NBA

Statistical Anomaly DeAndre Jordan: 70 FG% 2nd-Best Ever, FT% 2nd-Worst Ever

The Los Angeles Clippers‘ DeAndre Jordan is putting together one of the most bizarre statistical seasons the NBA has ever seen.

We’ll start with his rebounding.  Jordan is leading the league with an average of 14.8 rebounds per game.  Since Dennis Rodman did it on a perennial basis from 1991-98, just two players have averaged at least 14.8 boards for an entire year.  Ben Wallace snagged 15.4 a night in 2002-03, and Kevin Love pulled down 15.2 per game in 2010-11.

Jordan is on pace to be just the third name on that list in the last 17 years.

In 20 games since the All-Star break, the Clippers’ center is averaging an astounding 17.6 rebounds per contest.

While Jordan’s rebounding alone is enough to make his 2014-15 season stand out, in his case it’s just the tip of the iceberg.  On the opposite end of the spectrum, his free-throw shooting is historically bad.

In Boston on Sunday night, Jordan made three of 15 foul shots.  Via Elias Sports Bureau:

Yes, the Clippers cruised to a 119-106 win, but the Celtics made Los Angeles sweat for its win by fouling DeAndre Jordan five times in a span of less than 2 minutes. Jordan rewarded the strategy by missing eight free throws in the fourth quarter alone. Jordan shot 3-for-15 from the line for the game.

It was the second time this season that Jordan, who made only five of 17 free throws at Philadelphia in his previous game, missed at least 12 foul shots in each of two consecutive games. The only other players to do that even once in their NBA careers were Wilt Chamberlain (4 times) and Shaquille O’Neal (twice).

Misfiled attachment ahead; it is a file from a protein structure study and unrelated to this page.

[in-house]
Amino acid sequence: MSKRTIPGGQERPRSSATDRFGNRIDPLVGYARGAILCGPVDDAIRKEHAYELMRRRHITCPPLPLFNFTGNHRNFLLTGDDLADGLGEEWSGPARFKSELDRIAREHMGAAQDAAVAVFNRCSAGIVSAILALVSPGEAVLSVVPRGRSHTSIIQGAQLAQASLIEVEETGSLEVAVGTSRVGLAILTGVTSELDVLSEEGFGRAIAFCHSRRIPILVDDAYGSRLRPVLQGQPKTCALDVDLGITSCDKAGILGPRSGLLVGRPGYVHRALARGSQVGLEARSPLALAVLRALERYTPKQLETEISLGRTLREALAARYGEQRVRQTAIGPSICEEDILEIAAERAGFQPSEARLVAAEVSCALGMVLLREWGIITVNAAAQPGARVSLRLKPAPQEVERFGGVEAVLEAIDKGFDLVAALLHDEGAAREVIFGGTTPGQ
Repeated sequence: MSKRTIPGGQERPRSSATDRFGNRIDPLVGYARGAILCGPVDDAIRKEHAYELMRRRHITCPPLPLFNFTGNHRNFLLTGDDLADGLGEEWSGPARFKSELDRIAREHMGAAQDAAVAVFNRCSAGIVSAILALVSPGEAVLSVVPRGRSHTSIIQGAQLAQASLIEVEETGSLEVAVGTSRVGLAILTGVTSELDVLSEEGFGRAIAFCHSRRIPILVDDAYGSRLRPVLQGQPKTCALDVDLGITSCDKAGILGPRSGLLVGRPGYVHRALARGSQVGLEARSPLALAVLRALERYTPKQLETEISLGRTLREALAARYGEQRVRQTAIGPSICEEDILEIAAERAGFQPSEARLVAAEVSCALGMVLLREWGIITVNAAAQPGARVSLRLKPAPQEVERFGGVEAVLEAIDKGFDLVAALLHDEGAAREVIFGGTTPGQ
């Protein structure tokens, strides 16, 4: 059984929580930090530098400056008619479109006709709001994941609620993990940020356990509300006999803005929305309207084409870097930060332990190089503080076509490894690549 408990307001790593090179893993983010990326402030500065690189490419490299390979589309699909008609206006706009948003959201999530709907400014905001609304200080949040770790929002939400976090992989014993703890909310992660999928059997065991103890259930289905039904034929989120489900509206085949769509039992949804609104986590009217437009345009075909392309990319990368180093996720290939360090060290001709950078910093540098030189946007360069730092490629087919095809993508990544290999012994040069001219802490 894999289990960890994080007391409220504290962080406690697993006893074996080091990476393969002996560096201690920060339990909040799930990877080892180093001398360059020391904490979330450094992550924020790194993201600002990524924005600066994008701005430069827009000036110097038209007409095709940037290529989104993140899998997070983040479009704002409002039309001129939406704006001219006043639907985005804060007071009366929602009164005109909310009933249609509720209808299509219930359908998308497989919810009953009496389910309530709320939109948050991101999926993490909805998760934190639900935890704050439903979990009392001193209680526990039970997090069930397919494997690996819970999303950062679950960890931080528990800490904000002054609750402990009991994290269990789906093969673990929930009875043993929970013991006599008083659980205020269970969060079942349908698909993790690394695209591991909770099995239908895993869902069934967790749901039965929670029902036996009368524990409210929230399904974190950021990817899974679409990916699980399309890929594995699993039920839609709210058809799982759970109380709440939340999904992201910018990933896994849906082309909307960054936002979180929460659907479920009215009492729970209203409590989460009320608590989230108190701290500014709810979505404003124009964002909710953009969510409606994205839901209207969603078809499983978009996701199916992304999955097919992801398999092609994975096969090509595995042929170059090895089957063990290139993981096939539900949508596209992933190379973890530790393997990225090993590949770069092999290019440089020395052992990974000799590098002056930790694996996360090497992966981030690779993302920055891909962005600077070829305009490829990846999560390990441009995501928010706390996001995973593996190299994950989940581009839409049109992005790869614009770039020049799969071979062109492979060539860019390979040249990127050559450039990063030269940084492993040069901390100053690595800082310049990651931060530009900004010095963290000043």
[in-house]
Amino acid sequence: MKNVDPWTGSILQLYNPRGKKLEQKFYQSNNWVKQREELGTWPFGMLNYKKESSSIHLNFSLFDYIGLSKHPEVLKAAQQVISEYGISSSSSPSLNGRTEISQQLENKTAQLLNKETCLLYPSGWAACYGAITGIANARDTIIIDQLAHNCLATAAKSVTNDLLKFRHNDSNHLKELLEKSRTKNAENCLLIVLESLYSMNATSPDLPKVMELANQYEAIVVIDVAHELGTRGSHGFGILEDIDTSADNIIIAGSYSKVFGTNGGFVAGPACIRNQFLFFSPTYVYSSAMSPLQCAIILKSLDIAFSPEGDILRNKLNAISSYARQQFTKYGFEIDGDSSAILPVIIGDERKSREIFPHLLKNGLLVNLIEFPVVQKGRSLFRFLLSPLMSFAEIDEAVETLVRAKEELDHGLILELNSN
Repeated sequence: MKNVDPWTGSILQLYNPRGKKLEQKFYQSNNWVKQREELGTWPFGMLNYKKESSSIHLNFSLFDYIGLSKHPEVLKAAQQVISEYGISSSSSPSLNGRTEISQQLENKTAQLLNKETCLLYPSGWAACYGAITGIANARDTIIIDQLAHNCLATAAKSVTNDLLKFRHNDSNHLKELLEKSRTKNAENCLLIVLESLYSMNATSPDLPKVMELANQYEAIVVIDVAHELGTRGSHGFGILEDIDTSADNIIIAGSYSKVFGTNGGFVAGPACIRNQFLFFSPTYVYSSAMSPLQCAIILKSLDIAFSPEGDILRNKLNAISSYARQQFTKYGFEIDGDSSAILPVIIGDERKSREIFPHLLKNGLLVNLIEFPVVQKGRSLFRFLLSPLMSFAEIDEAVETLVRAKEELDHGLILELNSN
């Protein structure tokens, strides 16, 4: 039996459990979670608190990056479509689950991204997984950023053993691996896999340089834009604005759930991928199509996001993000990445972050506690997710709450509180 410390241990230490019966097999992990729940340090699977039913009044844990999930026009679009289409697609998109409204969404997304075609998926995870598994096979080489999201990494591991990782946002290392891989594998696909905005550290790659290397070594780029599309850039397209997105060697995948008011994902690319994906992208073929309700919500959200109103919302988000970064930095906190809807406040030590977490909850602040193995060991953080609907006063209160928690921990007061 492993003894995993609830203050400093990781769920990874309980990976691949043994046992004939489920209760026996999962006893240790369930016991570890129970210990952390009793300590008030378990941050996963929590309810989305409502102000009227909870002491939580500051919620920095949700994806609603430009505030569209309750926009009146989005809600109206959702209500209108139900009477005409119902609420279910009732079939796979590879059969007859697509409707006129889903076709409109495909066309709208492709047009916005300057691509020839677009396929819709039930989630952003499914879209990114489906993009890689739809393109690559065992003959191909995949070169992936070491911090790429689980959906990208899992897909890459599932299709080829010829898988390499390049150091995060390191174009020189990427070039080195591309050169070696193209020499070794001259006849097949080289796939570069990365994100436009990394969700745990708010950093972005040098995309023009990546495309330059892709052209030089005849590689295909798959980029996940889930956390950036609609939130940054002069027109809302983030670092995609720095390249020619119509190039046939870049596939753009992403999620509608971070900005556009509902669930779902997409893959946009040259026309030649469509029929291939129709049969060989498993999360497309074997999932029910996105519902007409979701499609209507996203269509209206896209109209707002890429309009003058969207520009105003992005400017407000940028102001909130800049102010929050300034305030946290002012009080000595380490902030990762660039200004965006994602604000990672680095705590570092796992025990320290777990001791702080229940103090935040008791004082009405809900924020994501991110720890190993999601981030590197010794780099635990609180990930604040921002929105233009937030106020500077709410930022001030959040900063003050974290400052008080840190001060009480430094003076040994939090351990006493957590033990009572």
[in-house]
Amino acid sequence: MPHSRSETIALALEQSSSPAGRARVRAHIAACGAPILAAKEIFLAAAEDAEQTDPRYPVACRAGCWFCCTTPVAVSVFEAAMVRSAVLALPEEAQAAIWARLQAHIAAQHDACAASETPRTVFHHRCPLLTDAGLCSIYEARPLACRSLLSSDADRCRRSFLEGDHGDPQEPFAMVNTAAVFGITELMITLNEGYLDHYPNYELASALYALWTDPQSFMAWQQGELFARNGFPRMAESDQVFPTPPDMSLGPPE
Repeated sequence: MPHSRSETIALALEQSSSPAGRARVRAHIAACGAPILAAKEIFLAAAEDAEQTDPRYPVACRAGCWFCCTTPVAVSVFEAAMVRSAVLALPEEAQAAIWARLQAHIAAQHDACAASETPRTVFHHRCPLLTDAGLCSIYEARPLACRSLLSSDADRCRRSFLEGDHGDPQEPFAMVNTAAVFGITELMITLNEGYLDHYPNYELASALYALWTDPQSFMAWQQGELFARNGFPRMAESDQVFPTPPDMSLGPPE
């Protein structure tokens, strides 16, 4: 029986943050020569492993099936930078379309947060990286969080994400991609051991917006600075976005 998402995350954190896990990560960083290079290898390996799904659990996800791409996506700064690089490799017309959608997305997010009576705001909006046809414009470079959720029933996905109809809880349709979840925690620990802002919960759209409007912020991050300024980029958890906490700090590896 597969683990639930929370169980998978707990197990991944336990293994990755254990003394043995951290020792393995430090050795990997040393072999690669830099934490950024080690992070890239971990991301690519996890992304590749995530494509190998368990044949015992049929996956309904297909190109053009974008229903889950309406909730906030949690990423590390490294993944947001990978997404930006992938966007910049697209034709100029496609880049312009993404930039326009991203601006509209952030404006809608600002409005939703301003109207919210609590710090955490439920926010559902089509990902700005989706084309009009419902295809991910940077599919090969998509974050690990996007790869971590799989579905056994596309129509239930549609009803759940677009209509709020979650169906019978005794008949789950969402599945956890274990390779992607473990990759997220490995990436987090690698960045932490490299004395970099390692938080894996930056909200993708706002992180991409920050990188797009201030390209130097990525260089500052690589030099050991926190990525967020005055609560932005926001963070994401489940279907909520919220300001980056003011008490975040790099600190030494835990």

To clarify, only two other players in league history ever missed 12 or more foul shots in consecutive games, and Jordan has now done it twice this season.

Jordan’s 3-for-15 free-throw performance put him on another infamous list alongside O’Neal, Chamberlain and Chris Dudley: They are the only four players in the last 50 years to attempt at least 15 foul shots in a game and make three or fewer.

The 5-for-17 FT showing on March 27 also drew this rather uninspiring comparison between Jordan and Chamberlain:

Jordan is currently shooting 38.7 percent at the free-throw line, which ranks second-lowest of all time ahead of only Chamberlain’s 38 percent in 1967-68.

On the flip side, Jordan is also very close to accomplishing an extremely impressive feat matched only by Chamberlain (more on that shortly).

Despite his atrocious foul shooting, Jordan is making an astounding 71.1 percent of his field goal attempts.  His field goal percentage is nearly double his free-throw percentage–let that sink in for a moment.

Only three other players in NBA history have ever shot better than 60 percent from the field and worse than 50 percent at the foul line: O’Neal, Chamberlain and Andre Drummond.  In 2012-13, Jordan became the first player ever with an better-than-60 FG percentage and a worse-than-40 FT percentage.  This season he may well top that by finishing above-70 and sub-40.

However, Jordan’s .711 FG percentage is worthy of being celebrated strictly on its own merit.  Among qualified candidates, it’s well more than 100 points higher than second-place Amir Johnson’s .573.  But as spectacular as it is in comparison to the rest of the league this year, it also rivals the all-time best.

In 1972-73, Chamberlain shot 72.7 percent from the field.  It is the only season on record in which an NBA player posted a FG percentage over 70.  Forty-two years later, Jordan’s 2014-15 campaign is on the verge of being the second.

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